Dustin Hazelett was an easy target.
The younger of two sons born to a coal miner and court reporter in Louisa, Ky., he was the subject of relentless taunts and bullying as a kid. His slight build did him no favors. Hazelett spent many of his formative years at a private Christian school but transitioned to public schools in sixth grade. It was a shock to his system.
“At the Christian school, you’d get paddled for saying, ‘Crap,’” Hazelett says. “I went from that to being around a bunch of delinquents who cursed out the teacher almost every day. It definitely humbled me.”
Always on the small side, he did not break the 100-pound plateau until his freshman year of high school. By then, he had long been singled out as a weak link. Torment was a daily experience and had far-reaching consequences.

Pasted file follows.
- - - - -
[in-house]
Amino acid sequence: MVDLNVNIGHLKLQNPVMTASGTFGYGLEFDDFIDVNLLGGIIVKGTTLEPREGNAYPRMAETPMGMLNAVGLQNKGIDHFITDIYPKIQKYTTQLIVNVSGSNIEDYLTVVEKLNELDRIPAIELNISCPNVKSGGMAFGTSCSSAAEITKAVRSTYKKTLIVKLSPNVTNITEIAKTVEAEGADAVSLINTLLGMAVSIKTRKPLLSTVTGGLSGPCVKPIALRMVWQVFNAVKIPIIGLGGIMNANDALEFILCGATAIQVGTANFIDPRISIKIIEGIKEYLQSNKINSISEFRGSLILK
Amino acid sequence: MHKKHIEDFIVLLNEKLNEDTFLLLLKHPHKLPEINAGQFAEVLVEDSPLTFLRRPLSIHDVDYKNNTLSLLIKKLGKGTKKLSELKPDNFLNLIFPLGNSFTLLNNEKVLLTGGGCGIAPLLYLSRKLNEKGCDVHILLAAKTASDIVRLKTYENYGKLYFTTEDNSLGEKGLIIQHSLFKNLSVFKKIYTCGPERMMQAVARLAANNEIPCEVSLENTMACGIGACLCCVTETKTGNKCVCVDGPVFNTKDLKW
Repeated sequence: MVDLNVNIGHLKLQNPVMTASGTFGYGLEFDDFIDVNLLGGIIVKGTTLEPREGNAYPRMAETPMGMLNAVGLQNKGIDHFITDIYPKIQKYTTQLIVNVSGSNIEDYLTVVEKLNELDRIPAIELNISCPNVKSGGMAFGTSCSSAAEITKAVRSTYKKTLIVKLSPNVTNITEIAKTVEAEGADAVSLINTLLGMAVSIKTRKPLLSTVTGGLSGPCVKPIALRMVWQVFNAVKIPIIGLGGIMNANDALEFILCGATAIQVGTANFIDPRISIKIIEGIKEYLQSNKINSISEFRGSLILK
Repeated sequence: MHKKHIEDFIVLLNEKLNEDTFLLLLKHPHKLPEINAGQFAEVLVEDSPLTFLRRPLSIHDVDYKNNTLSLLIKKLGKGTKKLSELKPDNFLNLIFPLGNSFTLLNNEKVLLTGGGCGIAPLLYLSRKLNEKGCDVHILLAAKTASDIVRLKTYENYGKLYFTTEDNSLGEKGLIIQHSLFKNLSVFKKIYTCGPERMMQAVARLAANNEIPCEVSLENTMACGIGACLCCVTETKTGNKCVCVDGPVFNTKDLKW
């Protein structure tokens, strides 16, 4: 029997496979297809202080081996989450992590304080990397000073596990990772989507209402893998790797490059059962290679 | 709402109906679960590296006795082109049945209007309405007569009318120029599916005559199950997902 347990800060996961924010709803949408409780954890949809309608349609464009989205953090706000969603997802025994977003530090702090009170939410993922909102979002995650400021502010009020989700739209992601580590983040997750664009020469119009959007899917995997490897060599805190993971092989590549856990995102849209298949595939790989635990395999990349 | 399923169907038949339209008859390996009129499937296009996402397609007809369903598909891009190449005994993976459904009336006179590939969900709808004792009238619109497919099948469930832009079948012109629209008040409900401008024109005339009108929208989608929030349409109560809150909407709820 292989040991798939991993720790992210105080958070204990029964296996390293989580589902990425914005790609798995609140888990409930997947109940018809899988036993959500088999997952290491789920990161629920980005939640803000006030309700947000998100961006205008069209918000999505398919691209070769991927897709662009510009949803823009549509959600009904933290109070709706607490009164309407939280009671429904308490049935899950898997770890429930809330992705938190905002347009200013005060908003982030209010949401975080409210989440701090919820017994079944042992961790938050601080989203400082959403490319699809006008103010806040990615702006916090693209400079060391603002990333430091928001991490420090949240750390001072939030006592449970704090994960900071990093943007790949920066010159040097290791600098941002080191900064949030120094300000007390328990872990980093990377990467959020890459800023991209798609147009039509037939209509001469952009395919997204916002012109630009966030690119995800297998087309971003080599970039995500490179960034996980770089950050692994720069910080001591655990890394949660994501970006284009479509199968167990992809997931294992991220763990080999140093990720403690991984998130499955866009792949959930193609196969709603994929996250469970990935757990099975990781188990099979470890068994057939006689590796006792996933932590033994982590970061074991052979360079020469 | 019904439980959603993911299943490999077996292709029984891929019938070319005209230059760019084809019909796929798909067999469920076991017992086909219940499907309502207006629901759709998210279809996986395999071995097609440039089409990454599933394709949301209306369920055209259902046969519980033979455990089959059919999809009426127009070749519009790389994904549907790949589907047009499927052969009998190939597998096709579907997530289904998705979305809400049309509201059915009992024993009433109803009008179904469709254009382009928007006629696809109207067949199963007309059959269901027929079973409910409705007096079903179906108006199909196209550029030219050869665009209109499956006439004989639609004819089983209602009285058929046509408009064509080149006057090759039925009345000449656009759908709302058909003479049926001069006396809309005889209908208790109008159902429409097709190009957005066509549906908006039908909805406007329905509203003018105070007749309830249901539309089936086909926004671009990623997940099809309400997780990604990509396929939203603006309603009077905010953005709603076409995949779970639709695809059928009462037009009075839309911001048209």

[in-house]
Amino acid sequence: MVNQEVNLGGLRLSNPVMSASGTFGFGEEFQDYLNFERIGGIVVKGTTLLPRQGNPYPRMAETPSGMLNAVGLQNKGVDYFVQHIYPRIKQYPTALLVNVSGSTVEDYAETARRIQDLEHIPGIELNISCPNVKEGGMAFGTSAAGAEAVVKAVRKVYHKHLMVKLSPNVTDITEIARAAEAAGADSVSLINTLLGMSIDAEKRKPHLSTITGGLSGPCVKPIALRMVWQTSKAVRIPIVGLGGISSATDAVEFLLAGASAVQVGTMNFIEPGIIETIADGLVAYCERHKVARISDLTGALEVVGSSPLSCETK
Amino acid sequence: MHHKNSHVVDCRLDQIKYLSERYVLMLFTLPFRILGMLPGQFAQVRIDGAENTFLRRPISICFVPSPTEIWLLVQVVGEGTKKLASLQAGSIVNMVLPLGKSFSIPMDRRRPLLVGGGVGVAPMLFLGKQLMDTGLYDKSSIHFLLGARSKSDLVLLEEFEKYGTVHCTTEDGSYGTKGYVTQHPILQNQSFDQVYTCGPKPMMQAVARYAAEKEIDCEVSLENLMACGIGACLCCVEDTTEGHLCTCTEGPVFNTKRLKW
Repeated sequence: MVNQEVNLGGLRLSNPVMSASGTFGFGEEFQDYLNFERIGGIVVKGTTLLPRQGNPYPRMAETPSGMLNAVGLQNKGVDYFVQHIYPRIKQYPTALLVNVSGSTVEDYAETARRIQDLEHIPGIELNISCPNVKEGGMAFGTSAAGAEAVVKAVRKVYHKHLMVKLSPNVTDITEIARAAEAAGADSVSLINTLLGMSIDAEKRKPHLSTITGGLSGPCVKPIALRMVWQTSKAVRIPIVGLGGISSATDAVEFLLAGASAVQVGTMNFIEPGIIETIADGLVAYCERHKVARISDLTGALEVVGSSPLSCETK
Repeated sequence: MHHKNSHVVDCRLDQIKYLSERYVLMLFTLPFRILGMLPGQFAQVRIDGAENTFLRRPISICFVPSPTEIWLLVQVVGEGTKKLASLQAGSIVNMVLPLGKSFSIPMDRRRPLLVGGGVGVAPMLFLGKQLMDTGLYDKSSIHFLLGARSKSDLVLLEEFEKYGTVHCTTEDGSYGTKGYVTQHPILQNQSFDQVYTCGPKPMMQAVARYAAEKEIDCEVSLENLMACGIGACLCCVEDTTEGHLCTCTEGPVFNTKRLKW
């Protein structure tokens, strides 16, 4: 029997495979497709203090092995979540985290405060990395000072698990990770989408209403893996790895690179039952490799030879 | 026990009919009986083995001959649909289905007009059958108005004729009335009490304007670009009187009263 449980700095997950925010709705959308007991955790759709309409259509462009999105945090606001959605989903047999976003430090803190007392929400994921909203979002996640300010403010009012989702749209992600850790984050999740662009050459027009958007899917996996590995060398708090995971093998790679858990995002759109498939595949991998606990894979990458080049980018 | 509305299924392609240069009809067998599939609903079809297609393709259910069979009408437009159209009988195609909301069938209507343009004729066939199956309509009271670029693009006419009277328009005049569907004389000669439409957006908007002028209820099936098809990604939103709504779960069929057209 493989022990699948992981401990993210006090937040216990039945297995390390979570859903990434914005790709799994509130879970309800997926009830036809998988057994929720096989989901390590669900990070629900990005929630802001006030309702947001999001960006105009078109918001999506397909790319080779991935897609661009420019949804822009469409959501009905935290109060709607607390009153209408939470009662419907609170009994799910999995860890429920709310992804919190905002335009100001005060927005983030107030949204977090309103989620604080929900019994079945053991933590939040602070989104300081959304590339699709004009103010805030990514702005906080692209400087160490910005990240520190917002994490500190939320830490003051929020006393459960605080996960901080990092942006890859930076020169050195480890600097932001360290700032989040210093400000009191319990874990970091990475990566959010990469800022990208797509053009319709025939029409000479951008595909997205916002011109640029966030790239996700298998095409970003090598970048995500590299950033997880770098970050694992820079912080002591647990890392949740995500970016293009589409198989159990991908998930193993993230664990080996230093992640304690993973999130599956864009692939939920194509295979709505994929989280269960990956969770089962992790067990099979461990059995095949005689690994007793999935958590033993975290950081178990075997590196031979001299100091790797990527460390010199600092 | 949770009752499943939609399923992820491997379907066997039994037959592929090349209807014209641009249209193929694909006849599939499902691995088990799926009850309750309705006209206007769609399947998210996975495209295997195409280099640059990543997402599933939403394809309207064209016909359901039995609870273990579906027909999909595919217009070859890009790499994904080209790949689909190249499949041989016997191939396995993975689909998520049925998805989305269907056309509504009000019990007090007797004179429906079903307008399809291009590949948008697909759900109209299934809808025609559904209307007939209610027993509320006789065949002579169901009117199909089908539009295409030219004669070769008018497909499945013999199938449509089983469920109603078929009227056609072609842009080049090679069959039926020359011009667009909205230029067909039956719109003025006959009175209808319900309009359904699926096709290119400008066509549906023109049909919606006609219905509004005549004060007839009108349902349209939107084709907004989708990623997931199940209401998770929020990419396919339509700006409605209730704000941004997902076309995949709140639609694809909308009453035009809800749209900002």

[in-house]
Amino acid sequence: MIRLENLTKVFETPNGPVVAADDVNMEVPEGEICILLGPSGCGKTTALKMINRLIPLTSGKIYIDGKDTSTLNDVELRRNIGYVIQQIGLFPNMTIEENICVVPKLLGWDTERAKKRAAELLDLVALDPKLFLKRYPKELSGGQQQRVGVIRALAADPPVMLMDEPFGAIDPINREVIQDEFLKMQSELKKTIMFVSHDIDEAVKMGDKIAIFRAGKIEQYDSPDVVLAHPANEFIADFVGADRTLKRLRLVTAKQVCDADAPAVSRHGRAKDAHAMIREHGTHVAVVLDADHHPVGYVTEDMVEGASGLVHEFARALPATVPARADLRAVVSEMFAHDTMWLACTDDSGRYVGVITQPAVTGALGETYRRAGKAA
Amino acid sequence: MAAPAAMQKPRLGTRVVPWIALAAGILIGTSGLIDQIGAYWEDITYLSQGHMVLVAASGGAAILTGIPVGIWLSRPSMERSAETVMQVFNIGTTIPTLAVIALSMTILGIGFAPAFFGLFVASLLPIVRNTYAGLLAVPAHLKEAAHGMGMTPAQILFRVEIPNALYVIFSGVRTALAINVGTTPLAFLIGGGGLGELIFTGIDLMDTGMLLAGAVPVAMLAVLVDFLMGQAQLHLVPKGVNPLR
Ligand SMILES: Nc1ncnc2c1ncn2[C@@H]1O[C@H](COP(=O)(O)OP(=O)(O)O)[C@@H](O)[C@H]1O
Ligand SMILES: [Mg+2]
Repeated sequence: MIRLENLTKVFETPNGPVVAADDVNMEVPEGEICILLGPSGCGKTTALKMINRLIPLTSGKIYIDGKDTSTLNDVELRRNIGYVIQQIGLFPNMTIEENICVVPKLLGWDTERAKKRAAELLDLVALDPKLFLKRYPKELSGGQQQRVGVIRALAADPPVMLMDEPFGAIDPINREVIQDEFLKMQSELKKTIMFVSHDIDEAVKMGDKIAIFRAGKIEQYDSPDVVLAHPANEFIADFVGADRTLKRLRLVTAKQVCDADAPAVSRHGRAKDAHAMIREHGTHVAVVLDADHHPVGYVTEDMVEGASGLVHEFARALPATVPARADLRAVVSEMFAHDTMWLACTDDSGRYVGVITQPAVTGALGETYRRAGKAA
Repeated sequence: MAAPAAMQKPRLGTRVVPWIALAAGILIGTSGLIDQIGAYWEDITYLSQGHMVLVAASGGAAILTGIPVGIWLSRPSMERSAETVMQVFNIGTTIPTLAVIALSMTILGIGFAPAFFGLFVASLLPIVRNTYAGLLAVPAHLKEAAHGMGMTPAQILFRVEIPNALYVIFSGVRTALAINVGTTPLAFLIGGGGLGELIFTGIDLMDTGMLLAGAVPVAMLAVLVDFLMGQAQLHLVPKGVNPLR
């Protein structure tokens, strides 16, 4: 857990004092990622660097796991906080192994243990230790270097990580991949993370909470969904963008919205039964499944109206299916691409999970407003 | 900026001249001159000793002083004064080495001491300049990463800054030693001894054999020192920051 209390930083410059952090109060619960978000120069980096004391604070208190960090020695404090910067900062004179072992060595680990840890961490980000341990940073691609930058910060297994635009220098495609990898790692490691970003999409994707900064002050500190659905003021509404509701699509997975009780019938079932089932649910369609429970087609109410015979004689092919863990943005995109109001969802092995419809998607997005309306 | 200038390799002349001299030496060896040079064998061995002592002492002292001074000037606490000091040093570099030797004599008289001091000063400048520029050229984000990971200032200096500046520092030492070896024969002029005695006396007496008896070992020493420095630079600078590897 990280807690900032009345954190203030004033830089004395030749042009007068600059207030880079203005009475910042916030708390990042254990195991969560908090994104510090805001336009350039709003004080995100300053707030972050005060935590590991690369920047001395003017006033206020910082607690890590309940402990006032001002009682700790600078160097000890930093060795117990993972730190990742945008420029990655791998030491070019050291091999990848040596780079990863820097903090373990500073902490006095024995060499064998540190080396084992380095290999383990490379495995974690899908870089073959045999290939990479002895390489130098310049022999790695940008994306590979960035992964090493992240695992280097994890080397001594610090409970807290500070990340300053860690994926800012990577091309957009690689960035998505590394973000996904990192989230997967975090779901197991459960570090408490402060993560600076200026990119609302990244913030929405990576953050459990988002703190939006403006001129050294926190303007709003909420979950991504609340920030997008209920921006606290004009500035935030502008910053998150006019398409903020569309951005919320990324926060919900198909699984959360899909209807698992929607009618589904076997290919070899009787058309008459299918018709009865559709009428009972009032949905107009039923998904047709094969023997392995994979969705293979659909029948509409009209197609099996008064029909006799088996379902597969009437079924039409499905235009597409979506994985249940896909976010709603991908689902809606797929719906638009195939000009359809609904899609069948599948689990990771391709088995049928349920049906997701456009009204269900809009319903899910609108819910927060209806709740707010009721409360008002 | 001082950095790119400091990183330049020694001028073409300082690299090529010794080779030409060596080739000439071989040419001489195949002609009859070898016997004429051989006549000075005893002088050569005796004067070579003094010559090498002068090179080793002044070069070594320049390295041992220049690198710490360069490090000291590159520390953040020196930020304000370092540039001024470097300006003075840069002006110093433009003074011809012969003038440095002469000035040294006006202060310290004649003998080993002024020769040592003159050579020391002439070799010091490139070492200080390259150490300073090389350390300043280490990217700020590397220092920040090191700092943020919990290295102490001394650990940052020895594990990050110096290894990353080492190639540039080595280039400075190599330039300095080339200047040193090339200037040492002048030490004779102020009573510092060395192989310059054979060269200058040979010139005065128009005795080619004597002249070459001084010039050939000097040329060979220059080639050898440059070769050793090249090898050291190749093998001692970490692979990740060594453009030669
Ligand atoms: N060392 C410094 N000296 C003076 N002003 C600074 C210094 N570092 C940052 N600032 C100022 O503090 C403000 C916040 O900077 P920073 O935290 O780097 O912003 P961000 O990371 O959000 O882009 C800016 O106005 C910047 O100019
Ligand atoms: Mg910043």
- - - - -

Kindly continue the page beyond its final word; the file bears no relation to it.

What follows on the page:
“I hate to say it, but getting my head shoved in the toilet definitely helped me with martial arts,” Hazelett says. “Just that feeling of being victimized was something I never wanted to deal with again.”
“I still see them. Usually, they throw it up like we’re friends: ‘Hey, this is Dustin. We grew up together,’” Hazelett says. “They really don’t bring up the fact that they bullied me, and it’s probably better for them that they don’t. Being bullied a lot made me strive to be a better martial artist.”
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